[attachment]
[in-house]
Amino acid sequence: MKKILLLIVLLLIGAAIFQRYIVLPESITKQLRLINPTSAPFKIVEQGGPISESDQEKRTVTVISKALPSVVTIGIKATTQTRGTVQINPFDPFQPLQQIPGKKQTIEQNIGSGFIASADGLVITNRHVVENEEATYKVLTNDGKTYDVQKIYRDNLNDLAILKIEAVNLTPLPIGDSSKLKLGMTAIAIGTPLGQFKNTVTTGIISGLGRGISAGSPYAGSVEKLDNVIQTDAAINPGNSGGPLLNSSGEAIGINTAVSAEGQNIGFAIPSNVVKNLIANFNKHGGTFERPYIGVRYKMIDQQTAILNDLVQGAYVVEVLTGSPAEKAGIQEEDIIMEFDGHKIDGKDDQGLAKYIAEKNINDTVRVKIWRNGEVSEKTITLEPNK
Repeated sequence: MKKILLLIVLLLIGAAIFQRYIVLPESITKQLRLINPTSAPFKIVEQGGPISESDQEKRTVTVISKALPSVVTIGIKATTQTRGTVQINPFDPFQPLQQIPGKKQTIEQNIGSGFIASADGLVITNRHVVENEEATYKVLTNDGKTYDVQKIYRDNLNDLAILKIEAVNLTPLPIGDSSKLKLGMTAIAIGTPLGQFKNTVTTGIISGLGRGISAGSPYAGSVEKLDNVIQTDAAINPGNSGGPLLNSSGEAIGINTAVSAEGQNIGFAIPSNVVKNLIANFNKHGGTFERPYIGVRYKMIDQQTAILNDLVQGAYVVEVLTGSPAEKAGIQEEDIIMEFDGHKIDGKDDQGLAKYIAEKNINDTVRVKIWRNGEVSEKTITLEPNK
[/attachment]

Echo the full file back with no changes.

[in-house]
Amino acid sequence: MKKILLLIVLLLIGAAIFQRYIVLPESITKQLRLINPTSAPFKIVEQGGPISESDQEKRTVTVISKALPSVVTIGIKATTQTRGTVQINPFDPFQPLQQIPGKKQTIEQNIGSGFIASADGLVITNRHVVENEEATYKVLTNDGKTYDVQKIYRDNLNDLAILKIEAVNLTPLPIGDSSKLKLGMTAIAIGTPLGQFKNTVTTGIISGLGRGISAGSPYAGSVEKLDNVIQTDAAINPGNSGGPLLNSSGEAIGINTAVSAEGQNIGFAIPSNVVKNLIANFNKHGGTFERPYIGVRYKMIDQQTAILNDLVQGAYVVEVLTGSPAEKAGIQEEDIIMEFDGHKIDGKDDQGLAKYIAEKNINDTVRVKIWRNGEVSEKTITLEPNK
Repeated sequence: MKKILLLIVLLLIGAAIFQRYIVLPESITKQLRLINPTSAPFKIVEQGGPISESDQEKRTVTVISKALPSVVTIGIKATTQTRGTVQINPFDPFQPLQQIPGKKQTIEQNIGSGFIASADGLVITNRHVVENEEATYKVLTNDGKTYDVQKIYRDNLNDLAILKIEAVNLTPLPIGDSSKLKLGMTAIAIGTPLGQFKNTVTTGIISGLGRGISAGSPYAGSVEKLDNVIQTDAAINPGNSGGPLLNSSGEAIGINTAVSAEGQNIGFAIPSNVVKNLIANFNKHGGTFERPYIGVRYKMIDQQTAILNDLVQGAYVVEVLTGSPAEKAGIQEEDIIMEFDGHKIDGKDDQGLAKYIAEKNINDTVRVKIWRNGEVSEKTITLEPNK